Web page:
Examples of Subjects:
- Jesse Owens
- Children’s Jump Rope Games
- Billy the Kid
- Depression Victims’ Stories
“This collection of life histories consists of approximately 2,900 documents, compiled and transcribed by more than 300 writers from 24 states, working on the Folklore Project of the Federal Writers’ Project, a New Deal jobs program that was part of the U.S. Works Progress (later Work Projects) Administration (WPA) from 1936 to 1940. Typically 2,000-15,000 words in length, the documents vary in form from narratives to dialogues to reports to case histories. They chronicle vivid life stories of Americans who lived at the turn of the century and include tales of meeting Billy the Kid, surviving the 1871 Chicago fire, pioneer journeys out West, grueling factory work, and the immigrant experience.”
Turn just one of these amazing life stories into a found poem.
Targets — I can…
- Communicate a clear purpose or theme in my poem; readers can understand and appreciate my poem.
- Create an impact with my poem; readers experience the desired reaction or emotional response.
- Use language from the original sources effectively and creatively; I go beyond the obvious or predictable.
- Create imagery by using vivid and strong words; my word choices are varied, powerful, and precise.
As you know from past projects, a found poem is the “literary equivalent of a collage” (poets.org). “Found poems take existing texts and refashion them, reorder them, and present them as poems” (poets.org). “A pure found poem consists exclusively of outside texts: the words of the poem remain as they were found, with few additions or omissions. Decisions of form, such as where to break a line, are left to the poet” (poets.org).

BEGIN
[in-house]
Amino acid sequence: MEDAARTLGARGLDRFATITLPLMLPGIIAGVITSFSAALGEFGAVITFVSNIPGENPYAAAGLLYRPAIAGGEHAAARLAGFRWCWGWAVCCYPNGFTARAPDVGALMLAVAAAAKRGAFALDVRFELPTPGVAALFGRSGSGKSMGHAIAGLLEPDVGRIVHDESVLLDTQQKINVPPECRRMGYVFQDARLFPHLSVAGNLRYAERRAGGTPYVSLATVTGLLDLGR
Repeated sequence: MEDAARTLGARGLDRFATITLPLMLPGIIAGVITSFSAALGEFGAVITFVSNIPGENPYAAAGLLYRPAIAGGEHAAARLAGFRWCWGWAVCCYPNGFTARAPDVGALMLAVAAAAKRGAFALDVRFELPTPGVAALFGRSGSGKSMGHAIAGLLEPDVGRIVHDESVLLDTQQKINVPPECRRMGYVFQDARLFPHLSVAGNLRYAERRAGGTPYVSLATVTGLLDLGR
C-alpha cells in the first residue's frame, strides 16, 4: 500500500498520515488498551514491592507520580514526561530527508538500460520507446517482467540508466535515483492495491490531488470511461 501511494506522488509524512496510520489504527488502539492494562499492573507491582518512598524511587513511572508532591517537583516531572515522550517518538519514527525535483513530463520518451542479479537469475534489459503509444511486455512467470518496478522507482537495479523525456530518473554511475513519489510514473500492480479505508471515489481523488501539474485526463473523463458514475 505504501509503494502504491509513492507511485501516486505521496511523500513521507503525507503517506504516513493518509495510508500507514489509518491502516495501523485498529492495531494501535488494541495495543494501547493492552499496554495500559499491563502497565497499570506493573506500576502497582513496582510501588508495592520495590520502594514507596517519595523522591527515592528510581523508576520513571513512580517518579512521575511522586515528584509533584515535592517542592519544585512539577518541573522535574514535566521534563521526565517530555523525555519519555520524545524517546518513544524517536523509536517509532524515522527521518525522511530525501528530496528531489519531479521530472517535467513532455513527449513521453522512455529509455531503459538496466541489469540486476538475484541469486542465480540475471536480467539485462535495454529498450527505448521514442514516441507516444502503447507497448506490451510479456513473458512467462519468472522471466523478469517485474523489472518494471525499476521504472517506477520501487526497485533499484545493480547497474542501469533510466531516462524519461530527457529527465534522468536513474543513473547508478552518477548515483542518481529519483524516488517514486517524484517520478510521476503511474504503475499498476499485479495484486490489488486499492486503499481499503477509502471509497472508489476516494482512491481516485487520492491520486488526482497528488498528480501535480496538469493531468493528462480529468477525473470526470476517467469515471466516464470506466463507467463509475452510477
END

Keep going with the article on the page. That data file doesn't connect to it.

Create about 20 lines of found poetry from one of the life histories collected by the Federal Writers’ Project during the Great Depression. Read aloud as you arrange. Arrange the words so they make a rhythm you like. Space them any way you want. Shape them poem however you like. Your job is to arrange the language you found so as to re-create it into something new, something yours.
Reflect the stories of America collected and chronicled during the Great Depression. Make the experiences of those who shared their stories with the Federal Writers’ Project during the Great Depression come to life again in your work.
As you refine and polish your poems, you may add a minor word or two if you need to, but only a word or two. You may also make other minor changes, for example tenses, possessive, plurals, punctuations, and capitalizations.
Print out and turn in a hard copy of your poem.